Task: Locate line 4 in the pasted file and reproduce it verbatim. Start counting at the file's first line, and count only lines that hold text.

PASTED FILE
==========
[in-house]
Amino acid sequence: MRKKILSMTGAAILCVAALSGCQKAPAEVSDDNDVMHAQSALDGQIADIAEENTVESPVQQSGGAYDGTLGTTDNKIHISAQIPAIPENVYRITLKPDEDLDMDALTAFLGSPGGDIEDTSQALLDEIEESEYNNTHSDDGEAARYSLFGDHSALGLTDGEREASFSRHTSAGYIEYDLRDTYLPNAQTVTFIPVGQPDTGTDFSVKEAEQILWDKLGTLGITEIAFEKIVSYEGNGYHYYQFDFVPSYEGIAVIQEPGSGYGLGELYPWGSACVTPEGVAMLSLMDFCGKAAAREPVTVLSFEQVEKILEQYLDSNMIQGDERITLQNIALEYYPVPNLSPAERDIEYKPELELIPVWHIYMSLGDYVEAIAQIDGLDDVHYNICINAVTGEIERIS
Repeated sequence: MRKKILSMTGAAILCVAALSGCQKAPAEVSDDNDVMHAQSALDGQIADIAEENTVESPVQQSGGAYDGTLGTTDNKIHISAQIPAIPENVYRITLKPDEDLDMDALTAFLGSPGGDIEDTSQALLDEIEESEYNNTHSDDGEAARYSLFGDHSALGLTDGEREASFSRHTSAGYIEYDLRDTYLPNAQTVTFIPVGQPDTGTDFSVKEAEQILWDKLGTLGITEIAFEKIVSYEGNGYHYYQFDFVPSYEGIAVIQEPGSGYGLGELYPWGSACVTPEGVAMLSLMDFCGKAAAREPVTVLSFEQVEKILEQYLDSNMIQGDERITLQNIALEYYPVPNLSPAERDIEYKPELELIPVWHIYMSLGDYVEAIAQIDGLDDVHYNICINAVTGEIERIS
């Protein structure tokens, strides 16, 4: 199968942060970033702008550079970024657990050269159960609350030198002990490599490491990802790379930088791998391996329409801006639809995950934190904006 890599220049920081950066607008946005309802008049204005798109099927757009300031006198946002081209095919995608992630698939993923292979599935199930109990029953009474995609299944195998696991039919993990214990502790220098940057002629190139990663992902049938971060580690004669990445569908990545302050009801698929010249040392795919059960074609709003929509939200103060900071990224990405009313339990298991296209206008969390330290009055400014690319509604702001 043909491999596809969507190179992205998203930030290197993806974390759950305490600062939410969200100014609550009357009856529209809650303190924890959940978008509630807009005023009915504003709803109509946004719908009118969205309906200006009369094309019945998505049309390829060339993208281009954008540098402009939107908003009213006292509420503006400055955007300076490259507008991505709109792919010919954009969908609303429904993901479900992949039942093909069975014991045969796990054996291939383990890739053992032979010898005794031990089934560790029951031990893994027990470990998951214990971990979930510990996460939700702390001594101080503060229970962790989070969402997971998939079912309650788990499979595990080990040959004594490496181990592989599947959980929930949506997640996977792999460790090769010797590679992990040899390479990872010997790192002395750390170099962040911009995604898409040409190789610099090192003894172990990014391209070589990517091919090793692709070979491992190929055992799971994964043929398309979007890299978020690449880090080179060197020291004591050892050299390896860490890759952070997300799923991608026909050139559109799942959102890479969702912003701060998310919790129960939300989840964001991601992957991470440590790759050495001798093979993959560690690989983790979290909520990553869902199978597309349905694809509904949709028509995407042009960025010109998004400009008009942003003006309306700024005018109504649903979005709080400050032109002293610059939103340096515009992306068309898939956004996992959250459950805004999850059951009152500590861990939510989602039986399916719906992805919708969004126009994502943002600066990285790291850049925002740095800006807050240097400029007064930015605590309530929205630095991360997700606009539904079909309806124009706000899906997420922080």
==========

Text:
């Protein structure tokens, strides 16, 4: 199968942060970033702008550079970024657990050269159960609350030198002990490599490491990802790379930088791998391996329409801006639809995950934190904006 890599220049920081950066607008946005309802008049204005798109099927757009300031006198946002081209095919995608992630698939993923292979599935199930109990029953009474995609299944195998696991039919993990214990502790220098940057002629190139990663992902049938971060580690004669990445569908990545302050009801698929010249040392795919059960074609709003929509939200103060900071990224990405009313339990298991296209206008969390330290009055400014690319509604702001 043909491999596809969507190179992205998203930030290197993806974390759950305490600062939410969200100014609550009357009856529209809650303190924890959940978008509630807009005023009915504003709803109509946004719908009118969205309906200006009369094309019945998505049309390829060339993208281009954008540098402009939107908003009213006292509420503006400055955007300076490259507008991505709109792919010919954009969908609303429904993901479900992949039942093909069975014991045969796990054996291939383990890739053992032979010898005794031990089934560790029951031990893994027990470990998951214990971990979930510990996460939700702390001594101080503060229970962790989070969402997971998939079912309650788990499979595990080990040959004594490496181990592989599947959980929930949506997640996977792999460790090769010797590679992990040899390479990872010997790192002395750390170099962040911009995604898409040409190789610099090192003894172990990014391209070589990517091919090793692709070979491992190929055992799971994964043929398309979007890299978020690449880090080179060197020291004591050892050299390896860490890759952070997300799923991608026909050139559109799942959102890479969702912003701060998310919790129960939300989840964001991601992957991470440590790759050495001798093979993959560690690989983790979290909520990553869902199978597309349905694809509904949709028509995407042009960025010109998004400009008009942003003006309306700024005018109504649903979005709080400050032109002293610059939103340096515009992306068309898939956004996992959250459950805004999850059951009152500590861990939510989602039986399916719906992805919708969004126009994502943002600066990285790291850049925002740095800006807050240097400029007064930015605590309530929205630095991360997700606009539904079909309806124009706000899906997420922080």